The Definition of Law
Law is a set of rules enforced by social or governmental institutions to regulate behavior, settle disputes and protect rights and liberties. Law may be made by legislative bodies resulting in statutes, decrees or regulations, by executive agencies enforcing administrative codes and by courts through decisions forming a body of law called precedent or case law. Laws also are created through private legal action resulting in contracts and other legally binding agreements. Laws can be codified by legislatures and enforced through the executive or judiciary, or largely uncodified and regulated by judges or other arbitrators based on equity, general principles and jurisprudence. Law is not identical in all jurisdictions but is highly variable and dependent upon cultural heritage, religious precepts and the social, economic and political makeup of a nation.
A basic definition of law is that it is a system of rules established to regulate a society or group of people to ensure that everyone adheres to the same standards. However, the definition of law is much wider than this simple explanation. There are four major functions of law: establishing standards, maintaining order, resolving disputes and protecting rights and liberties. The law must be clear and publicized, publicly enforced and independently adjudicated. It must be capable of adapting to social change and preserving minorities against majority pressures. In addition, it must promote justice and fairness as well as property, contract and procedural rights.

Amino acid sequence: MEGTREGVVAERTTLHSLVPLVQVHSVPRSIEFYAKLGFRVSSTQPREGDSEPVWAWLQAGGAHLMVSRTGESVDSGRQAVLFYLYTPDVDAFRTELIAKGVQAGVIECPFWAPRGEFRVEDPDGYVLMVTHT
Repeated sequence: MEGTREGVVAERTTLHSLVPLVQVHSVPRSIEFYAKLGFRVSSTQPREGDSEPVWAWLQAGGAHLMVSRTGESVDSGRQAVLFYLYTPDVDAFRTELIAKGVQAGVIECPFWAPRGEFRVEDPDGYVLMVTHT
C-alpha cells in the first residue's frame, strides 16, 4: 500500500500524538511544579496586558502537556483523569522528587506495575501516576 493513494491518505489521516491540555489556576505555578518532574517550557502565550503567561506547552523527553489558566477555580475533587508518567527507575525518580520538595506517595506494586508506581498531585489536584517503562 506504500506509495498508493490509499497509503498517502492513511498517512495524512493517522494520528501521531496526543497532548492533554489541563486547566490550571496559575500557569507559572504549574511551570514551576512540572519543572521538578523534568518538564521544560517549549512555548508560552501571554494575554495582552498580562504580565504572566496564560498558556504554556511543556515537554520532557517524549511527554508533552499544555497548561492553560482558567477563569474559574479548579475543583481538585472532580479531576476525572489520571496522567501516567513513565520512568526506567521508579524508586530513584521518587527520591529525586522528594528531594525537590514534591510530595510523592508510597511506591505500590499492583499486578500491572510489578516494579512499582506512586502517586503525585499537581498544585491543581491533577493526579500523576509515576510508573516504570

The study of law encompasses many subjects and areas of interest, though these are primarily divided into three categories for convenience: public, commercial and common law. Public law includes criminal and civil procedure and the laws of evidence that govern what can be presented in court for a case to be built. Commercial law is complex and consists of intellectual property, insurance, bills of exchange, contracts, insolvency and bankruptcy laws and sales law. It grew out of the medieval Lex Mercatoria and is now codified in some countries through statutes and other legal instruments.
Finally, common law focuses on the relationships between citizens and the rights they have in those relationships. This includes employment law, the laws of land ownership and possession (real estate) and personal property rights, such as ownership of cars, jewellery or computers (rights in rem). It also encompasses the legal structure of corporations and trusts, which stemmed from company and land law. Its foundation is the doctrine of stare decisis, in which a former judge’s decision binds subsequent cases. Unlike in civil law systems, the decisions of higher courts tend to be briefer and more specific, as they only form part of a body of law derived from previous cases. The development of the law also has been influenced by religion, for example in Jewish and Islamic Halakha and Sharia law and Christian canon and jurisprudence. It is a broad and richly diverse subject that has grown over the centuries. It is an essential aspect of human civilization.